In a move based on customer feedback about Bisphenol A (BPA) safety concerns, Cincinnati-based Kroger announced this month that they’re going to make sure that all baby products sold in their store are BPA-free. Additionally, Kroger stores will also be eliminating BPA from Kroger store brand canned foods and purchasing BPA-free paper for store receipts.
No official timeline for the switch to BPA-free products has been noted, just that Kroger plans to be using all BPA-free register paper by the end of the year and to replace canned food lining asap.
Kind of like the Kroger bag banning shenanigans, they’re not doing this to be eco-friendly or healthy, they’re working the PR angle.
Kroger spokesman Keith Dailey told the The Columbus Dispatch:
“While there is no conclusive scientific evidence that minimal exposure to BPA in can linings poses any risks to consumers, Kroger has begun a process that we believe will result in the removal of BPA in the linings of canned goods in all of our corporate brand items. Customers are interested in the issue and what the company is doing on the issue.”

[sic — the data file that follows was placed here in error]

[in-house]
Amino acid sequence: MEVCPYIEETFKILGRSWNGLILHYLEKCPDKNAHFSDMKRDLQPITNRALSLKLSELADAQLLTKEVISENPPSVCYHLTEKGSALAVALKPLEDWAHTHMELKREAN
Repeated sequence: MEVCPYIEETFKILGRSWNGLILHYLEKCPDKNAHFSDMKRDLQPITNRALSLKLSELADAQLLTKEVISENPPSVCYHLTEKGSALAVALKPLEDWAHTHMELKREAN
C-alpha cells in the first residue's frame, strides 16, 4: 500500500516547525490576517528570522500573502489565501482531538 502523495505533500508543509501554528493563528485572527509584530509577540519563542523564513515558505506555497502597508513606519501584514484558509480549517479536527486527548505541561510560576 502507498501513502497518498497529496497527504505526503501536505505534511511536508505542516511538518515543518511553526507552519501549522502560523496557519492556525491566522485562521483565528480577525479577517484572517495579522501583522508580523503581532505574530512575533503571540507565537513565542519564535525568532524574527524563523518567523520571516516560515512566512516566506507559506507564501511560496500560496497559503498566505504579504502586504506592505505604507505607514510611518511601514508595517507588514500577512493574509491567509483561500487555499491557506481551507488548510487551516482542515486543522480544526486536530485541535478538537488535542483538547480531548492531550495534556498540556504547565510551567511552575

Kroger apparently, officially, feels that BPA is fine and dandy, but they’re trying to ease customer concerns. Do I care that Kroger is patronizing other consumers and myself? Not terribly. Fred Meyers is the closest grocery store to my home, so I tend to shop there. I’m down with any healthy decisions Kroger may make – I don’t much care why.
Additionally, the Kroger co. currently owns 2,458 grocery retail stores in 31 states, along with 786 convenience stores ad a bunch of jewelry stores, food processing and manufacturing facilities, supermarket fuel centers and pharmacies. They also employ about 334,000 individuals. There’s probably a Kroger something near you.
Any positive changes Kroger makes (no matter the reason) is sure to impact many people plus make other grocers stand up and take notice.
Now, if only Kroger would solve their factory farmed organic milk issues…